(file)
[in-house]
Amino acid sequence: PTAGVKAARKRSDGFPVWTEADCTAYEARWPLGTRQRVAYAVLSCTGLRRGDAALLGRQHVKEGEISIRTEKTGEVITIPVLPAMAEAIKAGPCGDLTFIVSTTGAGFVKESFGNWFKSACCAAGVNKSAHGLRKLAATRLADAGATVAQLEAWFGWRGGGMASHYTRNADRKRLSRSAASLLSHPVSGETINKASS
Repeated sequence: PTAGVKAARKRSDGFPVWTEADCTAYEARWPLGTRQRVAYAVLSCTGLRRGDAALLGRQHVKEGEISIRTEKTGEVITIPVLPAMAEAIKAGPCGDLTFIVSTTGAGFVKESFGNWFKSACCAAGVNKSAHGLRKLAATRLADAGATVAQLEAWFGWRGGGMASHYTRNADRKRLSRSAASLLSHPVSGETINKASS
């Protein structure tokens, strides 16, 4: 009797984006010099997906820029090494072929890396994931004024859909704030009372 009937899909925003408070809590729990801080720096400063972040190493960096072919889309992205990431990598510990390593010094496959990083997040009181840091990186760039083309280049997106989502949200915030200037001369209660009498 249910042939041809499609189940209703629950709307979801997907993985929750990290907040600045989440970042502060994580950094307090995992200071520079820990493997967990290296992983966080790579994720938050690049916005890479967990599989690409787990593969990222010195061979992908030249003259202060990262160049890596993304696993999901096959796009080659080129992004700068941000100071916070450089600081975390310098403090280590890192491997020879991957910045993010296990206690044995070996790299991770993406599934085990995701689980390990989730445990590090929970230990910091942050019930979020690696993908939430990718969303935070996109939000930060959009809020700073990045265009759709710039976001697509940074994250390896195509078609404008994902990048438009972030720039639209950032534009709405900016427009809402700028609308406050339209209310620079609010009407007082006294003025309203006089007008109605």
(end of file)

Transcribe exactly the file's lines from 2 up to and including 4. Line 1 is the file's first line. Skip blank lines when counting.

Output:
Amino acid sequence: PTAGVKAARKRSDGFPVWTEADCTAYEARWPLGTRQRVAYAVLSCTGLRRGDAALLGRQHVKEGEISIRTEKTGEVITIPVLPAMAEAIKAGPCGDLTFIVSTTGAGFVKESFGNWFKSACCAAGVNKSAHGLRKLAATRLADAGATVAQLEAWFGWRGGGMASHYTRNADRKRLSRSAASLLSHPVSGETINKASS
Repeated sequence: PTAGVKAARKRSDGFPVWTEADCTAYEARWPLGTRQRVAYAVLSCTGLRRGDAALLGRQHVKEGEISIRTEKTGEVITIPVLPAMAEAIKAGPCGDLTFIVSTTGAGFVKESFGNWFKSACCAAGVNKSAHGLRKLAATRLADAGATVAQLEAWFGWRGGGMASHYTRNADRKRLSRSAASLLSHPVSGETINKASS
């Protein structure tokens, strides 16, 4: 009797984006010099997906820029090494072929890396994931004024859909704030009372 009937899909925003408070809590729990801080720096400063972040190493960096072919889309992205990431990598510990390593010094496959990083997040009181840091990186760039083309280049997106989502949200915030200037001369209660009498 249910042939041809499609189940209703629950709307979801997907993985929750990290907040600045989440970042502060994580950094307090995992200071520079820990493997967990290296992983966080790579994720938050690049916005890479967990599989690409787990593969990222010195061979992908030249003259202060990262160049890596993304696993999901096959796009080659080129992004700068941000100071916070450089600081975390310098403090280590890192491997020879991957910045993010296990206690044995070996790299991770993406599934085990995701689980390990989730445990590090929970230990910091942050019930979020690696993908939430990718969303935070996109939000930060959009809020700073990045265009759709710039976001697509940074994250390896195509078609404008994902990048438009972030720039639209950032534009709405900016427009809402700028609308406050339209209310620079609010009407007082006294003025309203006089007008109605």